This area includes cities like Donetsk, Luhansk and Mariupol.
As well as failing to achieve his military objectives, President Putin also appears to have failed in his aim of stopping further expansion of NATO, as both Finland and Sweden have applied to join the military organisation.
So, how big is Ukraine’s army - and how does it compare to Russia’s military?
How big is Ukraine’s army?
According to the International Institute of Strategic Studies (IISS), Ukraine had 196,600 active military personnel when the invasion began on 24 February.
This split into:
- 125,600 ground troops
- 35,000 air personnel
- 15,000 naval troops
- Another 900,000 reservists
These numbers have been bolstered as men aged between 18 and 60 have been conscripted and other civilians have volunteered to bear arms.
Ukraine has since announced plans to arm a further one million citizens.
The country also has paramilitary groups fighting Russia, such as the controversial far-right Azov Battalion.
The latest official estimate from Ukraine (from 16 April) is that it’s lost 3,000 soldiers.
The Russian defence ministry put Ukraine’s troop losses at 23,367 as of 16 April.
While no new overally estimates have come out of Moscow since then, it says it captured 1,730 Ukrainian troops when Mariupol fell following a three-month siege.
Russia also says it has downed 134 Ukrainian aircraft, 2,269 tanks and 987 artillery guns since the invasion began.
None of these claims have been independently verified.
Most of Ukraine’s firepower is land-based, with the country boasting more than 2,000 tanks, 1,960 artillery pieces and 2,870 armoured vehicles at the time of Russia’s invasion.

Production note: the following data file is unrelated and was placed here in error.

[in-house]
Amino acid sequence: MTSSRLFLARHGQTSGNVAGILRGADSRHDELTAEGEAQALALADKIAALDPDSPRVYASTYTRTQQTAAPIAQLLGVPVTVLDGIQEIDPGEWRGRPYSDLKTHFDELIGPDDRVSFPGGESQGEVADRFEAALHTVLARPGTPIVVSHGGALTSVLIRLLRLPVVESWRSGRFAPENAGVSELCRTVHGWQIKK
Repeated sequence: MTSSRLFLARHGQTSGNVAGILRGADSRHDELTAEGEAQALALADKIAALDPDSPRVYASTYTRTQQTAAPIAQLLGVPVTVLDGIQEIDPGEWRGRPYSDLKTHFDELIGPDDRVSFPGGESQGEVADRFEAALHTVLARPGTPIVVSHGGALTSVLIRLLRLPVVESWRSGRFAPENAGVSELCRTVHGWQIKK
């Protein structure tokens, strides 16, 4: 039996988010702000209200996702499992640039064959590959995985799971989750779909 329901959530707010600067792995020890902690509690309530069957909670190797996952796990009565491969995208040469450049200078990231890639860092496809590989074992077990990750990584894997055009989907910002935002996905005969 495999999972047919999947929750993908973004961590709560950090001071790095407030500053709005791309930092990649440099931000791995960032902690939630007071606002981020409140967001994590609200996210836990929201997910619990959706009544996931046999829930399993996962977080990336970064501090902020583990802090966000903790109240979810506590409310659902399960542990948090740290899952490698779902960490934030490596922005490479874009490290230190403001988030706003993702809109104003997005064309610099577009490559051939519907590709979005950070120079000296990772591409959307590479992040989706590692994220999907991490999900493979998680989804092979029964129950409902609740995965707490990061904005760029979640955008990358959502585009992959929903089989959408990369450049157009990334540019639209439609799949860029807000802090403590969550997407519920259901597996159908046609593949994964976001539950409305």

Troops also have received Nato lethal aid, including 10,000 missiles and 120 armoured vehicles donated by the UK, 500 Stinger surface-to-air missiles from Germany, and 90 howitzer artillery pieces, 120 Phoenix Ghost attack drones as well as $1.6 billion in support from the US.
President Joe Biden has since asked Congress to approve a further $20 billion (£16.2 million) in military aid.
Ukraine’s air power consists of 146 attack aircraft and 42 attack helicopters, while its navy has just two warships.
It remains one of a handful of countries to have given up its nuclear weapons, meaning it has no deterrent to threaten Russia with.
Given the country has been fighting so-called Russian backed separatists in the East of the country since 2014, its armed forces are well-versed in combat.
However, with a defence budget of between $2bn to $5bn, it does not boast the capabilities of its powerful neighbour.
How big is Russia’s army?
Russia’s military vastly outguns Ukraine’s, with a budget of between $40bn to $65bn.
The UK Ministry of Defence (MoD) says Russia’s defence spending doubled between 2005 and 2018 as the country sought to modernise its army.
These are its capabilities:
- 900,000 active military personnel across land, sea and air
- 280,000 soldiers
- 165,000 air personnel
- 150,000 naval troops
- Around two million reservists.
In an interview with BBC Radio 4, Professor Michael Clarke - a security expert and former director of the Royal United Services Institute - estimated 40% of the active Russian army consists of conscripts.
Vladimir Putin previously denied conscripts were fighting in Ukraine, but his defence ministry has since admitted some have played a role in the invasion.
Russian men between the ages of 18 and 27-years-old have to serve for a 12-month period every year but are not supposed to see frontline action under Russian law.
A new draft took place on 1 April.
The number of troops Russia had in and around Ukraine at the time of the invasion was estimated to be 190,000, as well as several hundred mercenaries from the Wagner Group.
It’s thought Russia has called up more troops from Chechnya, Eastern Russia and Syria to further bolster its forces.
Close Moscow ally Belarus has so far not officially committed troops to the conflict, although it has massed troops close to the border.
Having retreated from the Kyiv region in early April, Russia began an offensive in the Donbas on 18 April.
Its military leadership has also not ruled out forming a land bridge across southern Ukraine to the Kremlin-backed breakaway region of Transnistria in Moldova.
The MoD says the Russian force in eastern Ukraine includes remnants of the units that mounted attacks on Kyiv, many of which have merged.
An assessment from the Institute for the Study of War - a military think tank - said the new offensive was “unlikely to be dramatically more successful”, partly as a result of redeployed forces not getting enough time to regroup.